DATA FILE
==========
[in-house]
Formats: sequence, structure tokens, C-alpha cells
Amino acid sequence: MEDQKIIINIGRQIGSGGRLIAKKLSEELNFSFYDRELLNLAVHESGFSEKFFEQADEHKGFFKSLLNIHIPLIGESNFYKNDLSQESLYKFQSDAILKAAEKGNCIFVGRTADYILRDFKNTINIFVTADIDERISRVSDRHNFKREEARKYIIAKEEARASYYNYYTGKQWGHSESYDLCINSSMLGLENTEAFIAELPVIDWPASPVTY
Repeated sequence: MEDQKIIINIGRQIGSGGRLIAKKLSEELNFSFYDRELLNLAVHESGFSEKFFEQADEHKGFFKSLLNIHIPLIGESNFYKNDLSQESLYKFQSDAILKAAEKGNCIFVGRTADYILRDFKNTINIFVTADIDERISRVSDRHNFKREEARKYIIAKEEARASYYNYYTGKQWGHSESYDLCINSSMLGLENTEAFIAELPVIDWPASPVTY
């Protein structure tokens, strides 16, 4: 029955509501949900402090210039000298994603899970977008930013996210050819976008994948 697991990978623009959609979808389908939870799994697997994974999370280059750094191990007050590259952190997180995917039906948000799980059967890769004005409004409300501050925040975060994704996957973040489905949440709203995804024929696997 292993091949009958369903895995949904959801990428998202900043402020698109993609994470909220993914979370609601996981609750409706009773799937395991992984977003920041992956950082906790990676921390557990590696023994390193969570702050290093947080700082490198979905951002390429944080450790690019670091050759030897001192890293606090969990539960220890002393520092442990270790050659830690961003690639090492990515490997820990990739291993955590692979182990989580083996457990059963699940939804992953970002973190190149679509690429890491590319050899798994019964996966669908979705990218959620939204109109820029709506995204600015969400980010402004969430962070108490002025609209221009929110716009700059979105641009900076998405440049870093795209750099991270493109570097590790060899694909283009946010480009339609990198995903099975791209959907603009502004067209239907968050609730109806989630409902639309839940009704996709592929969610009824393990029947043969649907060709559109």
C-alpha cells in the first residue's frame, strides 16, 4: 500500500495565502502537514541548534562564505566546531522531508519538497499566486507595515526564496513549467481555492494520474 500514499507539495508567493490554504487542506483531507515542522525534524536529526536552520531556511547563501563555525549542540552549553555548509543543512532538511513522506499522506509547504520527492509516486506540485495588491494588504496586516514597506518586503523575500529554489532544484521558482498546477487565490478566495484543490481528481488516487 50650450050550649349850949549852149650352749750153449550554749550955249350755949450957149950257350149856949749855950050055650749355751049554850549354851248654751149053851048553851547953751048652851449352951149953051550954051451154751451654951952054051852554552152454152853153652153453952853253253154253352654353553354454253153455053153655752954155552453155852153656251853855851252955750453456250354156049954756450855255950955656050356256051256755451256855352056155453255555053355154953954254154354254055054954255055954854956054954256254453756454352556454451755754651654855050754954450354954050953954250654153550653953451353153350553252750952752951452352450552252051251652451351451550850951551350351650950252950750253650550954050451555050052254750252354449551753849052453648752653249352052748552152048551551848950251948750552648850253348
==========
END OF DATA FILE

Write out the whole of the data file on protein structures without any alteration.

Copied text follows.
[in-house]
Formats: sequence, structure tokens, C-alpha cells
Amino acid sequence: MEDQKIIINIGRQIGSGGRLIAKKLSEELNFSFYDRELLNLAVHESGFSEKFFEQADEHKGFFKSLLNIHIPLIGESNFYKNDLSQESLYKFQSDAILKAAEKGNCIFVGRTADYILRDFKNTINIFVTADIDERISRVSDRHNFKREEARKYIIAKEEARASYYNYYTGKQWGHSESYDLCINSSMLGLENTEAFIAELPVIDWPASPVTY
Repeated sequence: MEDQKIIINIGRQIGSGGRLIAKKLSEELNFSFYDRELLNLAVHESGFSEKFFEQADEHKGFFKSLLNIHIPLIGESNFYKNDLSQESLYKFQSDAILKAAEKGNCIFVGRTADYILRDFKNTINIFVTADIDERISRVSDRHNFKREEARKYIIAKEEARASYYNYYTGKQWGHSESYDLCINSSMLGLENTEAFIAELPVIDWPASPVTY
């Protein structure tokens, strides 16, 4: 029955509501949900402090210039000298994603899970977008930013996210050819976008994948 697991990978623009959609979808389908939870799994697997994974999370280059750094191990007050590259952190997180995917039906948000799980059967890769004005409004409300501050925040975060994704996957973040489905949440709203995804024929696997 292993091949009958369903895995949904959801990428998202900043402020698109993609994470909220993914979370609601996981609750409706009773799937395991992984977003920041992956950082906790990676921390557990590696023994390193969570702050290093947080700082490198979905951002390429944080450790690019670091050759030897001192890293606090969990539960220890002393520092442990270790050659830690961003690639090492990515490997820990990739291993955590692979182990989580083996457990059963699940939804992953970002973190190149679509690429890491590319050899798994019964996966669908979705990218959620939204109109820029709506995204600015969400980010402004969430962070108490002025609209221009929110716009700059979105641009900076998405440049870093795209750099991270493109570097590790060899694909283009946010480009339609990198995903099975791209959907603009502004067209239907968050609730109806989630409902639309839940009704996709592929969610009824393990029947043969649907060709559109």
C-alpha cells in the first residue's frame, strides 16, 4: 500500500495565502502537514541548534562564505566546531522531508519538497499566486507595515526564496513549467481555492494520474 500514499507539495508567493490554504487542506483531507515542522525534524536529526536552520531556511547563501563555525549542540552549553555548509543543512532538511513522506499522506509547504520527492509516486506540485495588491494588504496586516514597506518586503523575500529554489532544484521558482498546477487565490478566495484543490481528481488516487 50650450050550649349850949549852149650352749750153449550554749550955249350755949450957149950257350149856949749855950050055650749355751049554850549354851248654751149053851048553851547953751048652851449352951149953051550954051451154751451654951952054051852554552152454152853153652153453952853253253154253352654353553354454253153455053153655752954155552453155852153656251853855851252955750453456250354156049954756450855255950955656050356256051256755451256855352056155453255555053355154953954254154354254055054954255055954854956054954256254453756454352556454451755754651654855050754954450354954050953954250654153550653953451353153350553252750952752951452352450552252051251652451351451550850951551350351650950252950750253650550954050451555050052254750252354449551753849052453648752653249352052748552152048551551848950251948750552648850253348